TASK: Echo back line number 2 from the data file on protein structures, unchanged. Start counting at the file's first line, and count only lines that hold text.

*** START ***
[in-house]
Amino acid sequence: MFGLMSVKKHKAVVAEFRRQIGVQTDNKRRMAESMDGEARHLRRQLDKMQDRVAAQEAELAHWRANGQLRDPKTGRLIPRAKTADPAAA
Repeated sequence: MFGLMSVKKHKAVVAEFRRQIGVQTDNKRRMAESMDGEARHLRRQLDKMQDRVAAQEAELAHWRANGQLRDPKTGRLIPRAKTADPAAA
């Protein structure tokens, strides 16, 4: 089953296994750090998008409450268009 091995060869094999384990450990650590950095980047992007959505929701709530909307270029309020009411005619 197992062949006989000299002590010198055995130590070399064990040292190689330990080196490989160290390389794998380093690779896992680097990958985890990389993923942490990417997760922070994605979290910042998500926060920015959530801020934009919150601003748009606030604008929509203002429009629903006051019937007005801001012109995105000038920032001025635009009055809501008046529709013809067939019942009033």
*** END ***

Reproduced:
Amino acid sequence: MFGLMSVKKHKAVVAEFRRQIGVQTDNKRRMAESMDGEARHLRRQLDKMQDRVAAQEAELAHWRANGQLRDPKTGRLIPRAKTADPAAA